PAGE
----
Mike Vanderboegh provides us with a very illuminating court transcript. If I understand the situation correctly, what’s going on here is a federal agency, the BATFX (Bureau of Alcohol, Tobacco, Firearms, and Explosives), tried to convict a Mr. Larry Friesen of trafficking in machine guns by selling a part (a “tube”) that might be used in a machine gun. Friesen demanded that they reveal, in court, the exact procedures used to determine that he was in violation.
…[I]n the end this was about protecting their secret documents. These documents, no matter what spin they put on them, are in the final analysis just rules, regulations, policies and testing procedures that ought to be in the public domain. They refuse to release tham because then they couldn’t change the rules to suit themselves in whatever particular case they’re running.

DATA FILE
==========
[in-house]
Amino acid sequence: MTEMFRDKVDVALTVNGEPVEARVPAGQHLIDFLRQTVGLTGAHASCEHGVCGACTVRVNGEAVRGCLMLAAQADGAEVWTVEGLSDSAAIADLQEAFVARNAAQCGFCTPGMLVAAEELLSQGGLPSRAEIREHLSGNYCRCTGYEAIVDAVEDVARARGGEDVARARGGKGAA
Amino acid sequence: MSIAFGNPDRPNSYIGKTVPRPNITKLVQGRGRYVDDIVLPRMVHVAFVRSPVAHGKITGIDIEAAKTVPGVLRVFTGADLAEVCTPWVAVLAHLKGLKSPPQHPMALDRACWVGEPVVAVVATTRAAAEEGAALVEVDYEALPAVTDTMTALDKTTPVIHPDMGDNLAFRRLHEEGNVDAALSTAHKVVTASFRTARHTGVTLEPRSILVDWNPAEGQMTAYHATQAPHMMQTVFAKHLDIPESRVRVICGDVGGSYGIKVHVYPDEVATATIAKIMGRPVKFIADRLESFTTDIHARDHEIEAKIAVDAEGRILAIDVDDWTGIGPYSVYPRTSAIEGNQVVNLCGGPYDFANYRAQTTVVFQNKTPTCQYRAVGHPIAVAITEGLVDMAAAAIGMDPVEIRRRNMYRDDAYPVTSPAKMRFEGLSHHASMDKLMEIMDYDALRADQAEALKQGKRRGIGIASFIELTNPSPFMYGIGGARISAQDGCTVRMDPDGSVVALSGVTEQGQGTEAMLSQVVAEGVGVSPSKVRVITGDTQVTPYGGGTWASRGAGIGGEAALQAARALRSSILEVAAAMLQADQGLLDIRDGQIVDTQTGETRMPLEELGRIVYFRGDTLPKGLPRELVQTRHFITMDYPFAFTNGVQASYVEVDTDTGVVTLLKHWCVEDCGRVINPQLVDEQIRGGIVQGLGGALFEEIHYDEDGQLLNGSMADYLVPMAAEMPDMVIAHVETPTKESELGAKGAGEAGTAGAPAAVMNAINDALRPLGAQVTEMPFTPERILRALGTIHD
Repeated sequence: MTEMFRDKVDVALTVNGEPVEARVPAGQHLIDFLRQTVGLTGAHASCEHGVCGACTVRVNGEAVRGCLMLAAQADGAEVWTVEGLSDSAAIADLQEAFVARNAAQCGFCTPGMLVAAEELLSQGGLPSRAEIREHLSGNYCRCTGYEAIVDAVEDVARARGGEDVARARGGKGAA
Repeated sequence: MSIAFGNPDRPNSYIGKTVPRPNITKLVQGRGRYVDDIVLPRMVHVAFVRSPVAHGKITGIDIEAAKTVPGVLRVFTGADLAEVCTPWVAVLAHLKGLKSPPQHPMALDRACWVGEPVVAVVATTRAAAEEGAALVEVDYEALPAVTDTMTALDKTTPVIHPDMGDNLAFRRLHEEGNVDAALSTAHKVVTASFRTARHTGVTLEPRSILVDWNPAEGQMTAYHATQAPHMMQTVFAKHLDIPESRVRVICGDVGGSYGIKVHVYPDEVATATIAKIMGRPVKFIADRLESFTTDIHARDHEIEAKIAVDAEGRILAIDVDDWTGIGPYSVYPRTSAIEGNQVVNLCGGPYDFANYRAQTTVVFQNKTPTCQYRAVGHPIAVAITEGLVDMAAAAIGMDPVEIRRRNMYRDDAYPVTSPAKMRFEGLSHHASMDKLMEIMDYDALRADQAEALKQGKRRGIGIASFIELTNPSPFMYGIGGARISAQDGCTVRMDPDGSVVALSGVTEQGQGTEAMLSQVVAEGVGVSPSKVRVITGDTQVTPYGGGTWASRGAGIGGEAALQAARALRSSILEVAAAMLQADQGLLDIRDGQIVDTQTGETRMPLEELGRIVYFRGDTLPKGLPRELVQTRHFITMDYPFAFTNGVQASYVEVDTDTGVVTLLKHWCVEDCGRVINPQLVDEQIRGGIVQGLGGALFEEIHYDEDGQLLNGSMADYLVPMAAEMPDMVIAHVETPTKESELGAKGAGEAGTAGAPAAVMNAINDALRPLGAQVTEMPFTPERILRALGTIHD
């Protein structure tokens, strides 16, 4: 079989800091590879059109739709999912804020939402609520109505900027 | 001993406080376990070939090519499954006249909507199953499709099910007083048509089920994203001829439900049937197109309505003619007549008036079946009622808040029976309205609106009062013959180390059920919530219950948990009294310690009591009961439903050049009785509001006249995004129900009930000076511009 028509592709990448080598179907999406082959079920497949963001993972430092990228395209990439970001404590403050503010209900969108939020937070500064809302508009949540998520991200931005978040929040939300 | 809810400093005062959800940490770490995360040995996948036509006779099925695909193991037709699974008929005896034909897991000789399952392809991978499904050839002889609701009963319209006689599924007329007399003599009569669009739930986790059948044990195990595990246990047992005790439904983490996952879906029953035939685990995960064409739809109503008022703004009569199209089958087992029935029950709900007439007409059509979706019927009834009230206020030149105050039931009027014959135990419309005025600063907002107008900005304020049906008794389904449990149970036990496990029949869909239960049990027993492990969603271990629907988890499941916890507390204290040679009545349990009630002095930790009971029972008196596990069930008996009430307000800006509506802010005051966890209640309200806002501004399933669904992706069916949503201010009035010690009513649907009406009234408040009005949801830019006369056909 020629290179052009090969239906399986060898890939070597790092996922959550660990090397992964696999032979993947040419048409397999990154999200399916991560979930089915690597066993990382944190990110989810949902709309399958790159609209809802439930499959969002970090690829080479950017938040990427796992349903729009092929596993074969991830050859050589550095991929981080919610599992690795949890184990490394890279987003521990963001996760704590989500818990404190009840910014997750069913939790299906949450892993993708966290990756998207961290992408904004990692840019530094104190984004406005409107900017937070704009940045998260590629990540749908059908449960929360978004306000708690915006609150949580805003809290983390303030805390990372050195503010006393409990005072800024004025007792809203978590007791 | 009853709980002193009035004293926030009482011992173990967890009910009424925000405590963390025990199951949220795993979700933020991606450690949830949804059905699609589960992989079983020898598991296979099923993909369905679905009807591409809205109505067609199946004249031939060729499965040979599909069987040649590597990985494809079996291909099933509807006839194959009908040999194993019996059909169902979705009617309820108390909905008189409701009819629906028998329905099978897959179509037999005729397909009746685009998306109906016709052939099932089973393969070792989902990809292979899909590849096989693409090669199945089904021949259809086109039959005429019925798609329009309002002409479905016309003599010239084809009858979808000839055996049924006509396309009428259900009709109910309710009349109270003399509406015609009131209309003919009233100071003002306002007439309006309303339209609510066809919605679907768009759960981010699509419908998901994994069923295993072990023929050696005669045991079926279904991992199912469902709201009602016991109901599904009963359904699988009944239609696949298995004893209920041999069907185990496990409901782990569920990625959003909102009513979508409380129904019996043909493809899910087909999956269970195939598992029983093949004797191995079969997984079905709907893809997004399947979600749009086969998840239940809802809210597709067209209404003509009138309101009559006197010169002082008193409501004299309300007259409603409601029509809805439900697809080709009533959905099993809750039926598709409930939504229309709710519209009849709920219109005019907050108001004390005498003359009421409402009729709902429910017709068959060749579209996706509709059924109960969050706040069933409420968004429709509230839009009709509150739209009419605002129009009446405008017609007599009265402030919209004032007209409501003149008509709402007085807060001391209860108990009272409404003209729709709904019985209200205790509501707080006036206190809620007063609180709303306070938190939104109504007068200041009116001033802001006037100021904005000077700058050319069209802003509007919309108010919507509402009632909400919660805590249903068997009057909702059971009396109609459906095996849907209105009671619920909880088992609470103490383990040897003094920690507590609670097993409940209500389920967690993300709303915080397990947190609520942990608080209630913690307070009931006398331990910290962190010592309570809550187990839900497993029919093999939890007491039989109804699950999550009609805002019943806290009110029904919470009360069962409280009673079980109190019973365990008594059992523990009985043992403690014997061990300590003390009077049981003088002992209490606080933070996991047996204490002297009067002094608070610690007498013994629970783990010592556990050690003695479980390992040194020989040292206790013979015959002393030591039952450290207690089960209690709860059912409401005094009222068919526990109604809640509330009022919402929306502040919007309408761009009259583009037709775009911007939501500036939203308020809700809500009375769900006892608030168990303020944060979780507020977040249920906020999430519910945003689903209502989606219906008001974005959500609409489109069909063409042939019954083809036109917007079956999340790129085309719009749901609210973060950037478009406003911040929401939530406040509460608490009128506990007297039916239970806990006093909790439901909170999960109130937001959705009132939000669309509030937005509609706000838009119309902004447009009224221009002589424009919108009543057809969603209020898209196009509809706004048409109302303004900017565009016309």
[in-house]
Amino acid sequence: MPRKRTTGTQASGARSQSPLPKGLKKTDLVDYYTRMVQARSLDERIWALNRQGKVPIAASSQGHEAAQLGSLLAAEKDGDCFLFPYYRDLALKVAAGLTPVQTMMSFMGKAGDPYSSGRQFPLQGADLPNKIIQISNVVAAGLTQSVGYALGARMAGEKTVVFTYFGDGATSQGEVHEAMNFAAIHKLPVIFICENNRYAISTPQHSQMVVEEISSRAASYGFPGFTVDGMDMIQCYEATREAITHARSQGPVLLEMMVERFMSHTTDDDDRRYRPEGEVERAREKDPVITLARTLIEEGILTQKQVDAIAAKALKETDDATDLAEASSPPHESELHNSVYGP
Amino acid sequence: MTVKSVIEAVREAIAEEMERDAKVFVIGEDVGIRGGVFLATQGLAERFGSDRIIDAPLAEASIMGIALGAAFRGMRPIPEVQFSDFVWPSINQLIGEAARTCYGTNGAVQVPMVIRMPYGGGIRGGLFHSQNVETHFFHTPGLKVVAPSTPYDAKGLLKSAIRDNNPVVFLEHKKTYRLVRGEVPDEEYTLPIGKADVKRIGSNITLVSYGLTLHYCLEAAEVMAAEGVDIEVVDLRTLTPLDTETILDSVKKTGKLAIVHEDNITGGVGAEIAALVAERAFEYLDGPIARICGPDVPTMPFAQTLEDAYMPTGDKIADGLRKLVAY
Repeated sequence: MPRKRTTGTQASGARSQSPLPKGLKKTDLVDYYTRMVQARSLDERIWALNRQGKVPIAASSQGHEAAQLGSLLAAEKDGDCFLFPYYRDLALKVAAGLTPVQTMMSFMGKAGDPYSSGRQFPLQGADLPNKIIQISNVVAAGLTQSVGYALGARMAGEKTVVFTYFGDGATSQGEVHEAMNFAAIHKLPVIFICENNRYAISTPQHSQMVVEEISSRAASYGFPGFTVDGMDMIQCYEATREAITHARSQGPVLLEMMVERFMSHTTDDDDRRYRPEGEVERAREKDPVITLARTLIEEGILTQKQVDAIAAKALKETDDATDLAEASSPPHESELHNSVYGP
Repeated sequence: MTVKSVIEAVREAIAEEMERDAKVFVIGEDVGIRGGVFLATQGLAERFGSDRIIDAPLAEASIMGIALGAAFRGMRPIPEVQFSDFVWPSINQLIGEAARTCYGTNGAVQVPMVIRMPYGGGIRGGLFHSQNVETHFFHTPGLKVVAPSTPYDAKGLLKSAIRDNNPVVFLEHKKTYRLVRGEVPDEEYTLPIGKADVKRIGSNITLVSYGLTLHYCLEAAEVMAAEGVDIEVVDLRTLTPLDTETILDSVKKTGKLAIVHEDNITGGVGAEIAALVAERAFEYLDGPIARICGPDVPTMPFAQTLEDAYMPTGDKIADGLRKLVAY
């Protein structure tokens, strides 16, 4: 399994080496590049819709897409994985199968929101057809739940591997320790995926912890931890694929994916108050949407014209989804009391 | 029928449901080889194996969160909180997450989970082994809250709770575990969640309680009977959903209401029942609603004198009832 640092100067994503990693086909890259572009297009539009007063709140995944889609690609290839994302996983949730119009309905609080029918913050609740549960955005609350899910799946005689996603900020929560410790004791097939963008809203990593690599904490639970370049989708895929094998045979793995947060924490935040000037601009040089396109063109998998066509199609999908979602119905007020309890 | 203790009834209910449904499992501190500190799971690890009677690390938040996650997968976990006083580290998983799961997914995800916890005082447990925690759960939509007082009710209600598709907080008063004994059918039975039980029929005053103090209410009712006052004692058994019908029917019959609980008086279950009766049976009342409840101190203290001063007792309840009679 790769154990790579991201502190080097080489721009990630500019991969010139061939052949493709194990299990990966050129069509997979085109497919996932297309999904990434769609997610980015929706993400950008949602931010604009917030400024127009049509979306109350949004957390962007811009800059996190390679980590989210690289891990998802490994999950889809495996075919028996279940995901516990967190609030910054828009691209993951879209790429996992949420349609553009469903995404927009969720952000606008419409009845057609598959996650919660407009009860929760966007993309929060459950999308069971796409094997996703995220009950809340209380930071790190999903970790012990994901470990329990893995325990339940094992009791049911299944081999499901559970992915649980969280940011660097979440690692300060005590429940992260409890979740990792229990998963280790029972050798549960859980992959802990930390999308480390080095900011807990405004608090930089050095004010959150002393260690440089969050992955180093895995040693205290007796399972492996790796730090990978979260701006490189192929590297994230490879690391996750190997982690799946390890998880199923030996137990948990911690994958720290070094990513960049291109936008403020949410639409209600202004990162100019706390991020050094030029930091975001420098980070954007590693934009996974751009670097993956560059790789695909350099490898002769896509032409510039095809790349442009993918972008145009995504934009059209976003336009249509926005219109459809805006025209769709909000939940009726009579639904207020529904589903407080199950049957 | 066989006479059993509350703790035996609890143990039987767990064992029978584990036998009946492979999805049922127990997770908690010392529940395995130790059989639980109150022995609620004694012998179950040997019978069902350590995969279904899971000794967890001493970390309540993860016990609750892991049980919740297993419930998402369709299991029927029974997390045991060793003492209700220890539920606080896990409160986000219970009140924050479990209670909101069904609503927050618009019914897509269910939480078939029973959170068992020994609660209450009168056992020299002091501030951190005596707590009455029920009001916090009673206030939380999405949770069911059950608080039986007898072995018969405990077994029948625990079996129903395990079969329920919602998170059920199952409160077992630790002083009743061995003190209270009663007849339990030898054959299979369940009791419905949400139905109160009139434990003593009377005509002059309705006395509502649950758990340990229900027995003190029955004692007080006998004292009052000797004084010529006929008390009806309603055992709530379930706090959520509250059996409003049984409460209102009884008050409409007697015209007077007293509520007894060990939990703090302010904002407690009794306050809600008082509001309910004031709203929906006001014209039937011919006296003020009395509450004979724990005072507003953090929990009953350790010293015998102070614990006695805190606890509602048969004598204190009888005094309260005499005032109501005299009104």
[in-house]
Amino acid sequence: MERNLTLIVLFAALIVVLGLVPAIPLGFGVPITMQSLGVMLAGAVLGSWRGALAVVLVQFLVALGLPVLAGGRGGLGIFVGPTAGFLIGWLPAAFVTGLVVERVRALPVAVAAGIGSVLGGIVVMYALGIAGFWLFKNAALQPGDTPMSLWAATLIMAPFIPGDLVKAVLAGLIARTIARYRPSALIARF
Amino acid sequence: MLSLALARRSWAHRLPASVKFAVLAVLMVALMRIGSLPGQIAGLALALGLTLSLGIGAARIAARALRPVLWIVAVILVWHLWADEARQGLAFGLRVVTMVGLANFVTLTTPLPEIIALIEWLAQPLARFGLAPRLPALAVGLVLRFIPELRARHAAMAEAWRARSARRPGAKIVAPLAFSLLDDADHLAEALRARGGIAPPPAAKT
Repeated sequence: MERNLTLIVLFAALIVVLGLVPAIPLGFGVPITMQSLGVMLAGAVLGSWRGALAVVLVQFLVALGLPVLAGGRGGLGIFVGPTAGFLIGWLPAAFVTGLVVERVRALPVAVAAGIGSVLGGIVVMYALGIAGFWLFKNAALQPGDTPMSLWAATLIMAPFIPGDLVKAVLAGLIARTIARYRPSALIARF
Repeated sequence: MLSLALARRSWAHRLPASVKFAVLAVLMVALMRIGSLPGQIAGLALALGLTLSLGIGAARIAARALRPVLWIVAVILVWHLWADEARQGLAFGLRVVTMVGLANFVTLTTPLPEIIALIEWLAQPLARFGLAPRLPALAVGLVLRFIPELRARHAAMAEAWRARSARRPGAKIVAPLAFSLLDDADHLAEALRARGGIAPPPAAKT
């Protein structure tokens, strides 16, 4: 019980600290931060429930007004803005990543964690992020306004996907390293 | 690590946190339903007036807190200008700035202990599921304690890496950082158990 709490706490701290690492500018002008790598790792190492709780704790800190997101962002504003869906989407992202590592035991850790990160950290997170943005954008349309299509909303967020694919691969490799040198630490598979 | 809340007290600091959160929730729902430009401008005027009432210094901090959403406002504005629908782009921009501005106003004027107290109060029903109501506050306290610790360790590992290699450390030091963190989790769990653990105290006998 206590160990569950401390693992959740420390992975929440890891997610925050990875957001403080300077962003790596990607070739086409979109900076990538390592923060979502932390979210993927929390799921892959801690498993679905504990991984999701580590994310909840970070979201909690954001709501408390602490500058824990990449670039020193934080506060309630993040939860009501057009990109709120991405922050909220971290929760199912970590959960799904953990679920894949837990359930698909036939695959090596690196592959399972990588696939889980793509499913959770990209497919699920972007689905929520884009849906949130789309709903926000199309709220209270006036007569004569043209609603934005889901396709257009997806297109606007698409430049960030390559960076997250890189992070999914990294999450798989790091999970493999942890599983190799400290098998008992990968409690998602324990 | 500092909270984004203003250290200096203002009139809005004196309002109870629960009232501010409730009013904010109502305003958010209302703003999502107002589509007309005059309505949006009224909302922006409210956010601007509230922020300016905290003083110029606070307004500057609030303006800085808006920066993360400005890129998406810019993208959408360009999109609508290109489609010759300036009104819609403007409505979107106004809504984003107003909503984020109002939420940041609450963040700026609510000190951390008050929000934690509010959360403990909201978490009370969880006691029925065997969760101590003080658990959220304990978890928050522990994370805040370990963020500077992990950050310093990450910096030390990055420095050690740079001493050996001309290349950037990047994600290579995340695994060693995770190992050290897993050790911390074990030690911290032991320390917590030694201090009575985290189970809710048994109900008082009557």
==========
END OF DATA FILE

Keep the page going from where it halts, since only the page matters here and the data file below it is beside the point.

when poor old Jimmy Vann just couldn’t find his “lost” documents, I laughed so hard I almost peed myself. He used every excuse except the dog ate his homework. When they realized they would have to drop the case or reveal some of their precious documents, they cockroached, headed for the base boards and Friesen walked on a misdeamenor after they’d spent at least a million dollars and years of work trying to put him in federal prison with real criminals like MS-13.
Therefore, and tell me if I’m wrong, the real lesson here is that if you are indicted by the ATF for anything, just have your lawyers work it out to threaten the disclosure of one or more ATF “secret documents,” and you’re home free.